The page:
14. Afreeca Freecs
Record: 9-8 | League: LCK | +/-: -3
Last split, the Afreeca Freecs contended for the 2018 LCK Spring title and the chance to go to the 2018 Mid-Season Invitational. This split, Afreeca has slowly fallen from grace. Despite an initially strong understanding of what was a volatile meta, Afreeca has not continued to adapt while other teams around it, such as Kingzone DragonX, Griffin and KT Rolster have slowly found what works for them. Support Park "TusiN" Jong-ik has been much more locked in lane this split, and combined with Lee "Spirit" Da-yoon starting the majority of the time for Afreeca in the jungle, it has made for a more lackluster early game. Although top laner Kim "Kiin" Gi-in is still flexible with champion choice, he has been a bit more out-of-sync with the rest of the Freecs, which is likely a team communication problem rather than an individual failing. Afreeca can still qualify for playoffs, but this is not a team that looks like it will make it far in the gauntlet as of right now.
15. Team Liquid
Record: 10-4 | League: NA LCS | +/-: +2
Welcome again to part of the Power Rankings where we check in on how badly North America is doing! Luckily for the fine folks in NA, pessimism usually works the best going into an event -- CLG at MSI 2016 says hello -- and TL is still the best chance the region has to make a deep run in South Korea this October. On the blue side, like most of North America, Liquid is rolling through the competition. The question will be if it can continue its momentum with a slew of red side games coming up the next two weeks before the postseason begins. Still, blue side or not, with the likes of Team SoloMid and Counter Logic Gaming sputtering to the finish line, TL is staunch in the position of summer split title favorite.
16. G2 Esports
Record: 9-5 | League: EU LCS | +/-: --
If Fnatic is the teamfight king, G2 is the king of early lane control. G2's funnel comp might not be the de facto approach anymore, but the team's awareness around early jungle pathing and opportunities is still refined. Vision control is also a plus, but G2 has a tendency to fall to strong teamfight engage that takes it by surprise. Overstepping its control has been a problem, but it's a small problem that the talented unit should have no trouble dealing with in the long term. G2's general attention to the macro game is still a boom coming into the final week and upcoming playoffs.
17. Suning Gaming
Record: 7-7 | League: LPL | +/-: +2
We thought Suning Gaming was in a slight downturn at the end of Week 7, especially after a rough 2-1 loss to Topsports Gaming. This iteration of Suning has had the occasional game that has been reminiscent of the Jin Air Green Wings, not because of a lengthy average game time but because of a strong early game, poor mid game that gives advantages back to Suning's opponent and scaling options that can win them the game later on. Suning's mid game is a problem. Even in the team's 2-0 upset of Royal Never Give Up, Suning waffled after racking up multiple kills onto Uzi's Vayne early. In order to cement that final East Region playoff spot and keep LGD Gaming at bay, Suning needs to revisit its midgame decision-making.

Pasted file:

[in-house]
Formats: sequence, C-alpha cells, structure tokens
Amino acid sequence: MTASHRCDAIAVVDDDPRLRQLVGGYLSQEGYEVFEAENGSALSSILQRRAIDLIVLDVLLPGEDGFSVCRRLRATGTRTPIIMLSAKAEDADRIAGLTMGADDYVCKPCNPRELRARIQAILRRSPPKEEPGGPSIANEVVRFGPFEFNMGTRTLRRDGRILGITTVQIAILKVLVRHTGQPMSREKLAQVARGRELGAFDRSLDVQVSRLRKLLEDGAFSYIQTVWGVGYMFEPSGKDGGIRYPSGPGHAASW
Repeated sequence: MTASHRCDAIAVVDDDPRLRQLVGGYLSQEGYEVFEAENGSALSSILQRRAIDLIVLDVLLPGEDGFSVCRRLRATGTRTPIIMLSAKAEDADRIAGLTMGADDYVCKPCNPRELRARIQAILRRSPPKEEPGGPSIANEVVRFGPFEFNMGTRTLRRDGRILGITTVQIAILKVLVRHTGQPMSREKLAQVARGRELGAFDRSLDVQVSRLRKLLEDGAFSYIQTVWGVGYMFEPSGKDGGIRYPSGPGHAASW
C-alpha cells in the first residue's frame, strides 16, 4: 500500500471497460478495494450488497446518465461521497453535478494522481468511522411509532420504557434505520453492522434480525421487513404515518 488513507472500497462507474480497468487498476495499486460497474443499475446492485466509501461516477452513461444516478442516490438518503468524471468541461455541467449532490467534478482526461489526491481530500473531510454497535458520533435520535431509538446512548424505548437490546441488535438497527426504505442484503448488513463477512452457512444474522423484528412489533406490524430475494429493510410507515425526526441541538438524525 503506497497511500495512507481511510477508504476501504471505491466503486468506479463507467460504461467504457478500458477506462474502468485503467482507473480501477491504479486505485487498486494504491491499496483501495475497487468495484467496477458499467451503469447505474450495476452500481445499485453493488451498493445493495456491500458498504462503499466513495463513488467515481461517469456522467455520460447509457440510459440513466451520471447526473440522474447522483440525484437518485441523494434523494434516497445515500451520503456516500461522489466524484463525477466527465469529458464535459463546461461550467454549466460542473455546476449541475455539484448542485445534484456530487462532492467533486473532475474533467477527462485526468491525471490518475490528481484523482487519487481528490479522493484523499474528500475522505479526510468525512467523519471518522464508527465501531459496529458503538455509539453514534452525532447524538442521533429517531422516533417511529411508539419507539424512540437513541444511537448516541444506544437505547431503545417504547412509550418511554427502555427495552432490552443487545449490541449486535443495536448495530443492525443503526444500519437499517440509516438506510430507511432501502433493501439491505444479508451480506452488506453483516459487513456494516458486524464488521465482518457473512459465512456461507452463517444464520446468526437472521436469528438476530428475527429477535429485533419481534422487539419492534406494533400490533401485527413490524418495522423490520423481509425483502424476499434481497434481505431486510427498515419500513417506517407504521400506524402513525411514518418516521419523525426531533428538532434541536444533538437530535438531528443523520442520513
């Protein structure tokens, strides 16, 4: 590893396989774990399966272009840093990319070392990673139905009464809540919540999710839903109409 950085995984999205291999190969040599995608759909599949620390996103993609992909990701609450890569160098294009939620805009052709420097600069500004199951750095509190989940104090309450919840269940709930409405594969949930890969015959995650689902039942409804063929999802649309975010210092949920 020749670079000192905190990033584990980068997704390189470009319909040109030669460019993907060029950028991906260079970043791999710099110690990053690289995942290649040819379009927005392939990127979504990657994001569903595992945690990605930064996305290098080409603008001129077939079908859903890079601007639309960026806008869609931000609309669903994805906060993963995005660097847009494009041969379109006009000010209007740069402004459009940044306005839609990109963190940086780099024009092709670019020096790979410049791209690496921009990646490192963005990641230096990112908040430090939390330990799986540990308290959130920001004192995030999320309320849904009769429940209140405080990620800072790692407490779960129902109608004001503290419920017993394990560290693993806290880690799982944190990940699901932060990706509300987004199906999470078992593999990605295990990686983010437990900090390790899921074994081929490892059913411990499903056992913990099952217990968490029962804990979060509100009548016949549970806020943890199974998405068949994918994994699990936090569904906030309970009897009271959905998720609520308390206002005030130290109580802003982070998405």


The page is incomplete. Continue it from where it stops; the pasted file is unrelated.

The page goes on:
18. SK Telecom
Record: 8-9 | League: LCK | +/-: -6
For the first time in the organization's League of Legends history, including OGN's Champions tournament and the post-2014 LoL Champions Korea, SK Telecom T1 will not be sending a team to playoffs. SKT additionally might not make the World Championship for the second time in its LoL history. The last time SKT missed Worlds, it was due to the rise of the Samsung Galaxy sister teams White and Blue alongside the KT Rolster Arrows' summer victory and an unlikely NaJin White Shield gauntlet run. This season is a bit similar with the rise of Griffin and decent performances from both Hanwha Life Esports and Afreeca Freecs. At this point, SKT and mid laner Lee "Faker" Sang-hyeok have become synonymous. Going forward, it will be up to SKT and Faker if they want to continue this trend.
Record: 10-4 | League: EU LCS | +/-: -6
Misfits looked so untouchable for so long, but this week it not only bled but also gushed. Misfits lacked control of the early game and struggled to play from behind with its weaker sense of macro play. Steven "Hans Sama" Liv even tried the Vladimir this last week for the first time, but Schalke 04's emphasis on snowballing stamped out the pick with ease. Misfits will have to reapproach the meta game if it hopes to reclaim Europe's No. 1 spot in these power rankings.
20. Echo Fox
Record: 9-5 | League: LPL | +/-: +8
Meet Team Frankenstein. We have a world-class South Korean top laner who played in the Worlds final last year. We have an American jungler who has played on four teams in the past two years but has finally found a home on Echo Fox with a chance to win league MVP this split. There's an up-and-coming American mid laner, which hasn't happened since probably the 1970s. Echo Fox's support, Smoothie, is Canadian and was an MVP candidate on Cloud9 last split before suddenly getting benched and traded in the summer. Oh, and it just so happens that the team's other import is a rookie AD carry from New Zealand. Unbridled aggression is the only way this team knows how to play, and if its gamble on shaking up a third-place roster from last season works out, this team could be the dark horse for NA going into Worlds.